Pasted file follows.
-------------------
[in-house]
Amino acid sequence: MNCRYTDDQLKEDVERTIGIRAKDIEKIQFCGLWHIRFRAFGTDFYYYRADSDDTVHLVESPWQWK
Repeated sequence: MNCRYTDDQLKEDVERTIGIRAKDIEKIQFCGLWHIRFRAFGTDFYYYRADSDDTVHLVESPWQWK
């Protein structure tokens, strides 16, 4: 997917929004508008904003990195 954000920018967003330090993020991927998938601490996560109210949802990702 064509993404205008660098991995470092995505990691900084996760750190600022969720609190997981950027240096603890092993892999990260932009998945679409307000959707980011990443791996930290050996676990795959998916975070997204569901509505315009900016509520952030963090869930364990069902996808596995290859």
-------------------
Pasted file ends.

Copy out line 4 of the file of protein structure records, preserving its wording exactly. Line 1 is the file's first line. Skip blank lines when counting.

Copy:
């Protein structure tokens, strides 16, 4: 997917929004508008904003990195 954000920018967003330090993020991927998938601490996560109210949802990702 064509993404205008660098991995470092995505990691900084996760750190600022969720609190997981950027240096603890092993892999990260932009998945679409307000959707980011990443791996930290050996676990795959998916975070997204569901509505315009900016509520952030963090869930364990069902996808596995290859």